A Ukrainian sausage dog arrived in the UK before its 17-year-old owner, who is stranded in Germany following a series of blunders.
Ivan Pavliuk was unable to his reach his mother and step-father, Svitlana and Jonathan Goodwin, in Stoke-on-Trent after his visa was issued with an incorrect date of birth.
Staying with his aunt in Gevelsberg, Ivan was told to make the 40-mile trip to Dusselsdorf to collect his replacement UK visa in person. When he arrived on Friday (June 17) he was told no such visa existed.
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His pet dachshund Cheze is already living in Stoke-on-Trent after receiving a pet passport in Germany.
Ivan has now been told to return to Dusseldorf where his visa will be waiting, meaning that he'll finally be able to join his family 10 weeks after the initial visa blunder, reports StokeonTrentLive.
Ivan fled his home in Ivano-Frankivsk with just the clothes he was wearing, his birth certificate, passport and his pet dog after Russian President Vladimir Putin launched the invasion.
He's been living with this mum's sister in Germany since.
Step-father Jonathan told StokeOnTrentLive that Ivan showed the staff the printed email sent by the visa application centre to the family's solicitor on Wednesday, June 15 but was told that he already had his visa and could travel despite the incorrect date.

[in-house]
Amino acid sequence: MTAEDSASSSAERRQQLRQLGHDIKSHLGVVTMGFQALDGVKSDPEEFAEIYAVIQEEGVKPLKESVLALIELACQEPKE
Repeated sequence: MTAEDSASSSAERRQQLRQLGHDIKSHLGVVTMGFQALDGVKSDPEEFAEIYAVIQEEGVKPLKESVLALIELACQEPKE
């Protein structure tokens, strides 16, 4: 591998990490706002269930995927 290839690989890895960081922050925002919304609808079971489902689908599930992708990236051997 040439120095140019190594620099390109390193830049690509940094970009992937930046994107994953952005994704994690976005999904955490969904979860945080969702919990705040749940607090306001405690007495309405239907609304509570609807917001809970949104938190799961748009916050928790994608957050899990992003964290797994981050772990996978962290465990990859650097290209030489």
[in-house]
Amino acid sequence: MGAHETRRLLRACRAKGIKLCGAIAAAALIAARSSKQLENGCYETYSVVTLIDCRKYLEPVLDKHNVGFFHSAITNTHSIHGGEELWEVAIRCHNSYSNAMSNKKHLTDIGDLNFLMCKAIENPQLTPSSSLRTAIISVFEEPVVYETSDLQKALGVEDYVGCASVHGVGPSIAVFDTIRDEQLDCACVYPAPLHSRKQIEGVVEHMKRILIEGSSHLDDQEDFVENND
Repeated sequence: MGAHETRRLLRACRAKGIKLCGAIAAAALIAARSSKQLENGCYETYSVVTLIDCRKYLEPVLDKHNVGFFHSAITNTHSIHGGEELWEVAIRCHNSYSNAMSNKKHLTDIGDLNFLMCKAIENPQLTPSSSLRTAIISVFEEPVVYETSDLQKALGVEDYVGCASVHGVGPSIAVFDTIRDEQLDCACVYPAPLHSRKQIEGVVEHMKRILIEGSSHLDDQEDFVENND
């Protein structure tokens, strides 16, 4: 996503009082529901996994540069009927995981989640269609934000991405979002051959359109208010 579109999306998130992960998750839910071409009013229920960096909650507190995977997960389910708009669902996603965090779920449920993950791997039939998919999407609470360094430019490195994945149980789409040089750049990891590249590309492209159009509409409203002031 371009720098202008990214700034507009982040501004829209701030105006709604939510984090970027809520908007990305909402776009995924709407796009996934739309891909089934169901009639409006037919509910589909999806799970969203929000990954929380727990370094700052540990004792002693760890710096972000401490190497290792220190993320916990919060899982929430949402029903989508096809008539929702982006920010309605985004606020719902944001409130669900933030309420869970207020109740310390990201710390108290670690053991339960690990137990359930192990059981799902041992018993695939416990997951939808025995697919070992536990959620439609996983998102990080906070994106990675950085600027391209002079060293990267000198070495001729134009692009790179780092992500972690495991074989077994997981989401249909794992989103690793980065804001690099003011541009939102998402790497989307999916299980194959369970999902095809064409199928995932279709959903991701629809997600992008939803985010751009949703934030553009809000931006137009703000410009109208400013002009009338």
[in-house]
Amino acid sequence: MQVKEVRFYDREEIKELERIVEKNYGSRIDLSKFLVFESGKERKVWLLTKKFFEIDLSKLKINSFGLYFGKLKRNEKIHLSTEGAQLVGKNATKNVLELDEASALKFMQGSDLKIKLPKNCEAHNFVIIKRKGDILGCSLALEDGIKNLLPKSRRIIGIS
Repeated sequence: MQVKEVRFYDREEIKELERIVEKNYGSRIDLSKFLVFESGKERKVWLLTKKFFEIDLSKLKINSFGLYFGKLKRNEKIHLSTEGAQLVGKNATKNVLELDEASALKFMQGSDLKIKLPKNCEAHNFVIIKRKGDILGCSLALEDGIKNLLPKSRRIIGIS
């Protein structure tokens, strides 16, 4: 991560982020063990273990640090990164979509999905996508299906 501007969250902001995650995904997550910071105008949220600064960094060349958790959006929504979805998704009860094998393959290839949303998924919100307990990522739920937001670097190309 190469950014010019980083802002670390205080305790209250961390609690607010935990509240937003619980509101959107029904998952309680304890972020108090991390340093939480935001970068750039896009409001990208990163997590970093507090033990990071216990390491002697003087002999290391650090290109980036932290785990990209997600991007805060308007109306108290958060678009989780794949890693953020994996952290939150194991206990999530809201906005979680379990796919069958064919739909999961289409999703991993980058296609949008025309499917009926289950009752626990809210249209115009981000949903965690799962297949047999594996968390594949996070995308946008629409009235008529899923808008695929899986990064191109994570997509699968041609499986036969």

However, they gave him nothing in writing and when Jonathan's solicitor contacted the Home Office for advice she was told that Ivan must not travel on the visa, which had been issued on April 11.
The family say they have checked all the information they supplied when they applied for the Ukrainian family scheme visa on March 18, and that the error lies with the Home Office.
Jonathan, 55, contacted MP Jonathan Gullis at the weekend who told the family yesterday (June 21) that they will soon be reunited with Ivan.
Jonathan said: "I just want to thank MP Jonathan Gullis for his speedy response in helping resolve this matter and giving some common sense to the situation.
"This has been an unnecessary stress and emotional rollercoaster for months and could have easily been resolved more quickly if someone in the UK Immigration Department just managed to do their job competently.
"We are so happy that we will be a family again soon, but will not be celebrating just yet until Ivan has his UK visa in his hand."
Gullis said: "I am very sorry to hear how poorly Ivan has been treated to date. I cannot begin to imagine the distress of his mother.
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"I contacted Home Office officials and Parliamentary aides to the Home Office about Ivan’s case.
"My office have today spoken directly with the Home Office who escalated the case and in a further update this afternoon I have been informed Ivan’s rectified visa can now be collected from the visa application centre in Dusseldorf.
"I will be raising this unacceptable situation with the relevant Minister as mistakes which have caused considerable anxiety and stress for this family should never have happened."
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